ENGLISH IS A GERMANIC LANGUAGE OF THE INDO-EUROPEAN FAMILY. It is the language of the Anglo-Saxon world, as well as the lingua franca of the globalized age.
A COMPLETE SENTENCE contains the subject (S) plus a predicate (P) containing a verb (V). Sometimes, a linking verb connects the subject with a predicate adjective, for example:
S + P
I feel hot.
Quite often, however, the predicate contains an object (O):
S + V + O
I like you
You like me
Every sentence must have a verb connected to the subject, as well as a sense of time... (For more details on verbs, )
An interesting feature of English is the dummy subject. It is possible to have multiple subjects ("Seals and walruses live near the North Pole"), and it is possible to have multiple objects too.
Thanks to the principle of recursion, clauses inside a sentence can have their own subjects and objects, and can function as adjectives, adverbs, and nouns.
Nouns are one of the building blocks of the sentence. They refer to people, places, and things (including ideas). The noun could be the subject of the sentence (such as "I"), the object of the sentence ("me") or an abstract concept such as "happiness". English seems to have adopted the French style of inflecting nouns for number (by adding the morpheme "s" to the end), although there are also a large number of irregular nouns dating from the Germanic era... (For more details on nouns, )
Adjectives are modifiers, and they modify the noun. Adjectives usually occur before the noun that they modify. Unlike French, adjectives do not need to agree with the noun in number. A special type of adjective used extensively in English is the article, which determines whether a noun is specific or general. Articles are a feature of Romance and Germanic languages, but are seldom used elsewhere. Along with prepositions, they are one of the most difficult aspects of English for my students to master... (For more details on adjectives, )
Participles are verbs which act as adjectives, and thus can modify the subject or object of a sentence (for example, "burnt toast", "broken window".) Furthermore, past participles are used to describe how people feel ("broken-hearted"), while present participles are used to describe the actions which make them feel that way ("heart-breaking news").
While English started as an inflectional language, inflections are not widely used today. Gender fell out of use in the Middle English period. Pronouns maintain inflection depending on case ("I" and "me", for example), but most nouns (such as "happiness") do not. Furthermore, English has only one definite article ("the") unlike the three that exist in German and French. Nonetheless, the definite article still manages to cause a lot of trouble for language learners!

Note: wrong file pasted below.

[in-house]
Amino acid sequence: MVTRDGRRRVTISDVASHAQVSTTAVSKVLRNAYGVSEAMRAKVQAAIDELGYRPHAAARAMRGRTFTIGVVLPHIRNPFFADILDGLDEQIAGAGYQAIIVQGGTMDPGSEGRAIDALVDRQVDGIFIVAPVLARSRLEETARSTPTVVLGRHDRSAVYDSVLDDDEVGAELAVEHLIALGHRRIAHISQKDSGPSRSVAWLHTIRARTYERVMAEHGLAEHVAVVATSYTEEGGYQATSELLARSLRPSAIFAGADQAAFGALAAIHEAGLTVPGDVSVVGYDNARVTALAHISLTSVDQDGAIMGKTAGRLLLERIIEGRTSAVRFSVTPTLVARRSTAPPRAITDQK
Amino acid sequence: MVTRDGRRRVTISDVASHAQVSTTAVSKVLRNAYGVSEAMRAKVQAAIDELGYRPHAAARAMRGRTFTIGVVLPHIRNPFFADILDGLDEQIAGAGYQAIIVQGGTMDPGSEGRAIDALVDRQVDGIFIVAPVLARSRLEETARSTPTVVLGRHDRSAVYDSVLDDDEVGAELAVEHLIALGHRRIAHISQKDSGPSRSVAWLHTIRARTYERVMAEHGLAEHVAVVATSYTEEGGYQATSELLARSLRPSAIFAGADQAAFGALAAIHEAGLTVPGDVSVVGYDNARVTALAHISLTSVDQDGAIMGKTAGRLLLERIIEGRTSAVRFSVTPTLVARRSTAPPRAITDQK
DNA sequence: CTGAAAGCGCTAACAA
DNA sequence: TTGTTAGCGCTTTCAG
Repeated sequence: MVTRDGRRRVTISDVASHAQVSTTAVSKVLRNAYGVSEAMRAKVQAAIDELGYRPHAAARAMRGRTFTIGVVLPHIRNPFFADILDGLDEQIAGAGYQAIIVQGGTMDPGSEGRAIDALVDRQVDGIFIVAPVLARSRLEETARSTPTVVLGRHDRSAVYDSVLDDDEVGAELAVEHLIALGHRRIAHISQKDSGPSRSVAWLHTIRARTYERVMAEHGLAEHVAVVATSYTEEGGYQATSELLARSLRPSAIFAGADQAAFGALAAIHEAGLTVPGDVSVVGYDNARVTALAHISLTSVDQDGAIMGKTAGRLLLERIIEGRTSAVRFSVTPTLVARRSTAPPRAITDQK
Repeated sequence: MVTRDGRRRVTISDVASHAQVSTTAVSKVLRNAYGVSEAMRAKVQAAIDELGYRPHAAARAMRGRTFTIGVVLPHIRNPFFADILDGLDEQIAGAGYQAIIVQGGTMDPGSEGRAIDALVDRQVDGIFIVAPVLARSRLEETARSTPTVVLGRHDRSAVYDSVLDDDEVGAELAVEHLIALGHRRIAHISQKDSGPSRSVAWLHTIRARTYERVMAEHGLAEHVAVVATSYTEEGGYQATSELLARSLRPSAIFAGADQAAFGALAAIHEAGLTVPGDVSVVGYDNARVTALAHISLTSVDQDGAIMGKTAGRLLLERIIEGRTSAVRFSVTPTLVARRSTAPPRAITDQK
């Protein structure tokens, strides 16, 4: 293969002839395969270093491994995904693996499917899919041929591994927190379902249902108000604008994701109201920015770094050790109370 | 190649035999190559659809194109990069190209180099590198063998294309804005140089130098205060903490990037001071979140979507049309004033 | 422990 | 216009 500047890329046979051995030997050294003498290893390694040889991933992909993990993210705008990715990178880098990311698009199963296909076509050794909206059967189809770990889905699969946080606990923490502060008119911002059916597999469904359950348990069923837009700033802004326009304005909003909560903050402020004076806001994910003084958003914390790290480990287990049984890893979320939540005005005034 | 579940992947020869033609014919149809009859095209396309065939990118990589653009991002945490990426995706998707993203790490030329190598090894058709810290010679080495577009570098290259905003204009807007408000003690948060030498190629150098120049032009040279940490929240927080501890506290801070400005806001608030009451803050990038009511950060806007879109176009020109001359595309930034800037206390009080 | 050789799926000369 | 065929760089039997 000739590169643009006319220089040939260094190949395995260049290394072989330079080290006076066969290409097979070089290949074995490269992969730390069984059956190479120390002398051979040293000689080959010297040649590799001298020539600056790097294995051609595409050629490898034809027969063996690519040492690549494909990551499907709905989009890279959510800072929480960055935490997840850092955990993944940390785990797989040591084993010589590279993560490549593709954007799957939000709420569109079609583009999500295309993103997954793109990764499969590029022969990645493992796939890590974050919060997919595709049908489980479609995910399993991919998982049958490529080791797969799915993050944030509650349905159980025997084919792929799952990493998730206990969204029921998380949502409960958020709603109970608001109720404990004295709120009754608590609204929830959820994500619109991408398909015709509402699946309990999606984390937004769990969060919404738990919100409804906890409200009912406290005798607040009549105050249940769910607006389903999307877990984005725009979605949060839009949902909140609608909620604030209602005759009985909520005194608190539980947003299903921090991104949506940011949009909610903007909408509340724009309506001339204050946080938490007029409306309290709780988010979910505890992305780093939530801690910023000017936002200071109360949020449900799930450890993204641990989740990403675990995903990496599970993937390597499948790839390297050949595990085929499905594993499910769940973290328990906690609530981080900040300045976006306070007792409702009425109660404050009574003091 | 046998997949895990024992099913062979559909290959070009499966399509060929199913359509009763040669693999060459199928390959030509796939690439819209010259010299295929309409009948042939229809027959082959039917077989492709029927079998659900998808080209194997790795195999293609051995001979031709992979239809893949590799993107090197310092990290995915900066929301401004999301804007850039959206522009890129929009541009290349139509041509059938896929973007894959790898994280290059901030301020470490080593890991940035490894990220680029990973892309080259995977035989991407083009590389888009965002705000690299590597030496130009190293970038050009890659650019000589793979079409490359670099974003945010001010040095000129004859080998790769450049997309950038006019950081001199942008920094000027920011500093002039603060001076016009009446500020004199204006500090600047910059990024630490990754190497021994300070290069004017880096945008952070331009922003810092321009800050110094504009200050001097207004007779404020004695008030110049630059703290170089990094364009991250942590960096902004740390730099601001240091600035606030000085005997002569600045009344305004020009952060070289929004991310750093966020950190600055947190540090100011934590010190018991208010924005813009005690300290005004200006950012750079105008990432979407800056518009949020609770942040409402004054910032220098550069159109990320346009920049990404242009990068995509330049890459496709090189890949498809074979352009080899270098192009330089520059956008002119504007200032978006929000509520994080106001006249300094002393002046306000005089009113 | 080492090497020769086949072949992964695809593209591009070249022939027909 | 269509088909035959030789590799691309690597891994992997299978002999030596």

Due to the lack of inflections, prepositions are widely used in English to show the relationship between parts of a sentence, and go before nouns. While they may trouble English learners, they play a crucial role in showing who does what in a sentence. If you want to sound natural, get used to thinking in terms of up, down, across, and so on... (For more details, )
To make a question, the usual sentence order is inverted somewhat. Usually the question starts with a interrogative word like "what" or "who", or a verb conjugated into the interrogative mood (such as "be" or "do"). For example:
Who do you like? ......... I like you. Do you like me? ......... Yes, I do.
The inverted structure is also used to add emphasis, especially with negative adverbials at the beginning of the sentence:
Never have I liked anyone more than you
(For more details on adverbs and adverbials, )
In the passive voice, the usual formula can be rendered: S + be/have + past participle. This type of formula is used with other passive structures, such as "Everyone likes being praised."
More Complex Sentences
MOST SENTENCES comprise of phrases or clauses of some type. The difference between a clause and a phrase is that a phrase does not contain its own subject. Thus, a fragment like "between ignorance and intelligence" is a phrase.
One could say that words are like atoms, and phrases and clauses are like molecules. That said, words can be broken down even further into morphemes, but that is another matter!
English sentences have four kinds of clauses: the main (or independent), subordinate, relative and noun clauses. Independent clauses make sense when they stand on their own. A compound sentence comprises two independent clauses, joined by a conjunction.
Conjunctions express the nature of the relationship between the clauses. "While" for example shows a contrast, whereas "because" explains the reason for something. When we use conjunctions like these in the middle of a sentence, you indicate to the reader or listener that more information is coming.
Clauses can act as adjectives, in the case of participle clauses, and relative clauses ("The town where I live is very small.") Here the words "where I live" modify the subject of the sentence. Adverb clauses modify the way something is done: "Whenever it rains", for example.
Noun clauses use one of the "question words" like "what" or "why", and modify the subject or the object (in the latter case: "Please tell me WHAT HAPPENED"). When they are objects, the noun phrase follows a verb (as in, "I know how you feel.")